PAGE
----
The edges my be sharp, so cover them.

As you can see the copper tubing will have to be gently bent down, in the picture above, as the compressor and mounting plate are moved.  I used the same screws I took out to secure the plate in this new position.  Notice that the mounting plate has a raised portion in the middle.  So this new bottom would not allow it set level.

Add a spacer to level up the new bottom.
Add a spacer to level up the new bottom.

Add a spacer of some sort to level up the bottom.  In my case I used a scrape piece of wood flooring.  And the project is basically finished at this point.

Back view of completed unit.
Back view of completed unit.

So  how well does it work?  I set the thermostat above half-scale and in about thirty minutes it was 35 degs.  The best part is the compressor was not running for most of that time.  It was actually cycling on and off.  Now the real test.   I turned the thermostat all the way to super cold.  When I checked it later it was 28 degs inside and again the compressor was not running.

I can’t wait to see how it works in real use.  The current draw is around 1.4  amp.  Should be able to run off a 500 watt inverter.  I can scarcely wait to get it in the new van for a trial run.

+++ Added footnote +++

As someone pointed out, I failed to mention that my fridge was left in it’s new orientation until the next morning BEFORE powering on.  This wait period allows the lubricant in the Freon to drain back into the compressor before starting it.  It’s a good practice anytime you turn a compressor from it’s upright position to allow a little time to redistribute the oils.

Thanks for pointing that out.

As always…

Get out, Be safe, and go adventure.

Installing a Vent Visor for ventilation

This is another post describing the build out of the new van and the installation of some of the goodies.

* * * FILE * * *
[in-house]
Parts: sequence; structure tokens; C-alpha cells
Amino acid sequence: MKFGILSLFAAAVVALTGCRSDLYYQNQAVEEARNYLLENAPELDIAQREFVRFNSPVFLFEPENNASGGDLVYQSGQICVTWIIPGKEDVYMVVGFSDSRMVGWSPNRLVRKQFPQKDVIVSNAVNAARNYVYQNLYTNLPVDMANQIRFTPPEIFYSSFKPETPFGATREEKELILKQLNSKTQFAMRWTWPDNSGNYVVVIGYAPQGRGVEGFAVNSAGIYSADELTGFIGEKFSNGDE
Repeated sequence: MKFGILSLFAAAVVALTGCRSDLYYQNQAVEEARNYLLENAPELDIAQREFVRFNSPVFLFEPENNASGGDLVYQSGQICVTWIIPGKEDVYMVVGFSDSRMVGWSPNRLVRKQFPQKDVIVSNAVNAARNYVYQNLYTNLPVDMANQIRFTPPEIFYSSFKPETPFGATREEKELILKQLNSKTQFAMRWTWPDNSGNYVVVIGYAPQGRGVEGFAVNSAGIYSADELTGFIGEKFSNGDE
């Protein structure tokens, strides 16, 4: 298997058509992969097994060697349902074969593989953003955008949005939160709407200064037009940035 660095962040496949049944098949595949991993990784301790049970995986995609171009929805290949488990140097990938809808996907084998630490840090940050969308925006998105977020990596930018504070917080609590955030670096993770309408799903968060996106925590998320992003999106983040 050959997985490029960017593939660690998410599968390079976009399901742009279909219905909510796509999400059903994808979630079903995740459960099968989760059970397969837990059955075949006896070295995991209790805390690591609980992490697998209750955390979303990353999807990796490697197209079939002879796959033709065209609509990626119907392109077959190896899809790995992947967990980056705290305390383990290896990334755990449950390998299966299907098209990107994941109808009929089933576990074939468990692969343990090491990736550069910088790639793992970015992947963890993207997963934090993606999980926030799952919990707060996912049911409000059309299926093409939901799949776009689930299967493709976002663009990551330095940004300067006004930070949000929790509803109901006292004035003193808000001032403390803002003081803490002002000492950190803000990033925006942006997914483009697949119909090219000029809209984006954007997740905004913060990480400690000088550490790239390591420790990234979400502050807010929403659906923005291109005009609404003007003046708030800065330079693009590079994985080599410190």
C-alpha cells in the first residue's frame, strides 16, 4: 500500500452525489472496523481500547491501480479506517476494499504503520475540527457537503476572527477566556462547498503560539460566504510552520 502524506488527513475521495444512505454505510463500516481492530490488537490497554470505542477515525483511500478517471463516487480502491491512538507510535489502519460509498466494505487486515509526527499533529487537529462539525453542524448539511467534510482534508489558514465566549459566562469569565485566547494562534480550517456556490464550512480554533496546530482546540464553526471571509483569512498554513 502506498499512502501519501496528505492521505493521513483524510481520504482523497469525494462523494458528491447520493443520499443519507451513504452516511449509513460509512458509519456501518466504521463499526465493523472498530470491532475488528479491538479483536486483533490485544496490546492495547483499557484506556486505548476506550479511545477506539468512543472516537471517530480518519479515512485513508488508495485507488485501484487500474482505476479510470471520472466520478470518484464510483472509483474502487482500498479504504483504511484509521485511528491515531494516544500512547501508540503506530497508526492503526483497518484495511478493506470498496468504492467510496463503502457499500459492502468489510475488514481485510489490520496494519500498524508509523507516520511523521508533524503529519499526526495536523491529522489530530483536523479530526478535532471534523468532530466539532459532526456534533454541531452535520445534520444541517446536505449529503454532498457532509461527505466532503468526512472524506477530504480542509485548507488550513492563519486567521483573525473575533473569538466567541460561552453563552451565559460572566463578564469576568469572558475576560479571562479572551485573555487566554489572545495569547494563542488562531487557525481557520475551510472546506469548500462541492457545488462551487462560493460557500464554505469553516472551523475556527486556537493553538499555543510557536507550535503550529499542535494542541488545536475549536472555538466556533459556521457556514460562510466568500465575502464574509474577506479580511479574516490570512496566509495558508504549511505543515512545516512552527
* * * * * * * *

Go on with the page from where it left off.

Today while camped at Tumbling Creek in the Cherokee National Forest in Tennessee I installed the vent visors on the new van.  And here’s a step by step to explain the process.

This is the brand that I installed.   I chose the “in track” style to make the installation quick and easy.

This is the brand that I used but the installation of all of the "in track" models is basically the same.
This is the brand that I used but the installation of all of the “in track” models is basically the same.
The contents were the two visors, a scotchbrite  pad, and alcohol wipes
The contents were the two visors, a scotchbrite pad, and alcohol wipes

Following the instructions begin by “scuffing” the window track with the provided ScotchBrite pad.

Scruffing the felt in the window track
Scuffing the felt in the window track

Next wipe the track with the provided alcohol wipe to remain any dust left by the scuffing.

Now wipe the inside of the track with one of the wipes
Now wipe the inside of the track with one of the wipes

Peel back the tape to expose the adhesive on each end leaving the rest of the tape in place until the visor is in place.

Peel back the tape on each end leaving it in place in the middle
Peel back the tape on each end leaving it in place in the middle

Once you are satisfied with the positioning, then remove the rest of the tape and roll up the window.

Slide the visor into the window track being sure to get it completely in place.
Slide the visor into the window track being sure to get it completely in place.

Leave the window rolled up holding the visor in place for 24hrs to allow the adhesive to set up completely.  This will give you a very nice looking install and allow you to leave the windows cracked even in the rain.

The final shot
The final shot

That’s how you do it.  Now I can drive or camp with the window cracked in the rain.

I hope this helps someone with their efforts to make their van more comfortable.

 

As always…

Get out, Be safe, and Go adventure.